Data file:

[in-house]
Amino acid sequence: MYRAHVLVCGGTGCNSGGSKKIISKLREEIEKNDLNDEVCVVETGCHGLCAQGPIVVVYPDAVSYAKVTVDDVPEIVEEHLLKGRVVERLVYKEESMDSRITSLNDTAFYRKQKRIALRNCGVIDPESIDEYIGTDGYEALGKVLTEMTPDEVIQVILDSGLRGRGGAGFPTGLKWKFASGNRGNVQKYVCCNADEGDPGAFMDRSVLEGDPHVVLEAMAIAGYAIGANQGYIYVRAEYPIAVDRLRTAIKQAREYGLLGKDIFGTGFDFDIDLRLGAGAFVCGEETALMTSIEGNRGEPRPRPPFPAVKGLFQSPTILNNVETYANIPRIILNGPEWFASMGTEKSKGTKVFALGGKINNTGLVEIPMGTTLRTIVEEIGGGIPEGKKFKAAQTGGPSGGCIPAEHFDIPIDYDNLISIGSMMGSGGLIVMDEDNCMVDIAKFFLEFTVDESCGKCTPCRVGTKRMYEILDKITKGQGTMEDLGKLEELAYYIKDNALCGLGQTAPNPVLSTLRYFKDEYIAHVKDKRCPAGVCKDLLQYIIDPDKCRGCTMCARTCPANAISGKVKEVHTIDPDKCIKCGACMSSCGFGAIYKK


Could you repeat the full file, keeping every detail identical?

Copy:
[in-house]
Amino acid sequence: MYRAHVLVCGGTGCNSGGSKKIISKLREEIEKNDLNDEVCVVETGCHGLCAQGPIVVVYPDAVSYAKVTVDDVPEIVEEHLLKGRVVERLVYKEESMDSRITSLNDTAFYRKQKRIALRNCGVIDPESIDEYIGTDGYEALGKVLTEMTPDEVIQVILDSGLRGRGGAGFPTGLKWKFASGNRGNVQKYVCCNADEGDPGAFMDRSVLEGDPHVVLEAMAIAGYAIGANQGYIYVRAEYPIAVDRLRTAIKQAREYGLLGKDIFGTGFDFDIDLRLGAGAFVCGEETALMTSIEGNRGEPRPRPPFPAVKGLFQSPTILNNVETYANIPRIILNGPEWFASMGTEKSKGTKVFALGGKINNTGLVEIPMGTTLRTIVEEIGGGIPEGKKFKAAQTGGPSGGCIPAEHFDIPIDYDNLISIGSMMGSGGLIVMDEDNCMVDIAKFFLEFTVDESCGKCTPCRVGTKRMYEILDKITKGQGTMEDLGKLEELAYYIKDNALCGLGQTAPNPVLSTLRYFKDEYIAHVKDKRCPAGVCKDLLQYIIDPDKCRGCTMCARTCPANAISGKVKEVHTIDPDKCIKCGACMSSCGFGAIYKK